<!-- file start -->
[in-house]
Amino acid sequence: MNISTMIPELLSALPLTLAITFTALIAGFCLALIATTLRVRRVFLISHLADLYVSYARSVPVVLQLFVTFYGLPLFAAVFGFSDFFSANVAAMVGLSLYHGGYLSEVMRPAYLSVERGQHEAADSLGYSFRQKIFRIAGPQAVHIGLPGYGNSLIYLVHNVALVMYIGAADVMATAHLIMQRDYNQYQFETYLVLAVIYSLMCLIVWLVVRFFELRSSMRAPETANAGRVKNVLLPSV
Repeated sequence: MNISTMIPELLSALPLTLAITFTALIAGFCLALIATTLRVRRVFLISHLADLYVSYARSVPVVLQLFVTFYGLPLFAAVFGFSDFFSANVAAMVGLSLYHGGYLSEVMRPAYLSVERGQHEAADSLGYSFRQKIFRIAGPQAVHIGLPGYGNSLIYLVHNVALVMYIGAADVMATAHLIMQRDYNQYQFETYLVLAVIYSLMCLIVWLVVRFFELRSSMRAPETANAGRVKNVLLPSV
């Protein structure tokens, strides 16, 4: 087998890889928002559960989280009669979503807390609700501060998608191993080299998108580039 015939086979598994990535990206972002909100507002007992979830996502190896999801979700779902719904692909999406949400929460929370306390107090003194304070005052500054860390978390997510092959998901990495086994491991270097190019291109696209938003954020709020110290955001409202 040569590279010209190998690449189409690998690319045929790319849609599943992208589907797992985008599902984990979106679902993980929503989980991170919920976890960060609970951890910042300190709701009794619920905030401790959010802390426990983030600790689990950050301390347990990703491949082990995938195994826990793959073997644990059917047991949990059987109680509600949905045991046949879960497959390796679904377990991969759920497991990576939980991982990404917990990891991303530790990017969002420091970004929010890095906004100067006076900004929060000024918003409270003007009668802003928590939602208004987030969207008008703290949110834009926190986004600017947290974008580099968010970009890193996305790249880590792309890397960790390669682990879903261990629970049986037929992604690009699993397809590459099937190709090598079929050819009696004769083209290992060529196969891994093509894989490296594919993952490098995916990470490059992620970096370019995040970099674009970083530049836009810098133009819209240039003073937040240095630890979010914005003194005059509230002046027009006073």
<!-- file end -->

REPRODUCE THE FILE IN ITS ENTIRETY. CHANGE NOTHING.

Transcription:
[in-house]
Amino acid sequence: MNISTMIPELLSALPLTLAITFTALIAGFCLALIATTLRVRRVFLISHLADLYVSYARSVPVVLQLFVTFYGLPLFAAVFGFSDFFSANVAAMVGLSLYHGGYLSEVMRPAYLSVERGQHEAADSLGYSFRQKIFRIAGPQAVHIGLPGYGNSLIYLVHNVALVMYIGAADVMATAHLIMQRDYNQYQFETYLVLAVIYSLMCLIVWLVVRFFELRSSMRAPETANAGRVKNVLLPSV
Repeated sequence: MNISTMIPELLSALPLTLAITFTALIAGFCLALIATTLRVRRVFLISHLADLYVSYARSVPVVLQLFVTFYGLPLFAAVFGFSDFFSANVAAMVGLSLYHGGYLSEVMRPAYLSVERGQHEAADSLGYSFRQKIFRIAGPQAVHIGLPGYGNSLIYLVHNVALVMYIGAADVMATAHLIMQRDYNQYQFETYLVLAVIYSLMCLIVWLVVRFFELRSSMRAPETANAGRVKNVLLPSV
């Protein structure tokens, strides 16, 4: 087998890889928002559960989280009669979503807390609700501060998608191993080299998108580039 015939086979598994990535990206972002909100507002007992979830996502190896999801979700779902719904692909999406949400929460929370306390107090003194304070005052500054860390978390997510092959998901990495086994491991270097190019291109696209938003954020709020110290955001409202 040569590279010209190998690449189409690998690319045929790319849609599943992208589907797992985008599902984990979106679902993980929503989980991170919920976890960060609970951890910042300190709701009794619920905030401790959010802390426990983030600790689990950050301390347990990703491949082990995938195994826990793959073997644990059917047991949990059987109680509600949905045991046949879960497959390796679904377990991969759920497991990576939980991982990404917990990891991303530790990017969002420091970004929010890095906004100067006076900004929060000024918003409270003007009668802003928590939602208004987030969207008008703290949110834009926190986004600017947290974008580099968010970009890193996305790249880590792309890397960790390669682990879903261990629970049986037929992604690009699993397809590459099937190709090598079929050819009696004769083209290992060529196969891994093509894989490296594919993952490098995916990470490059992620970096370019995040970099674009970083530049836009810098133009819209240039003073937040240095630890979010914005003194005059509230002046027009006073």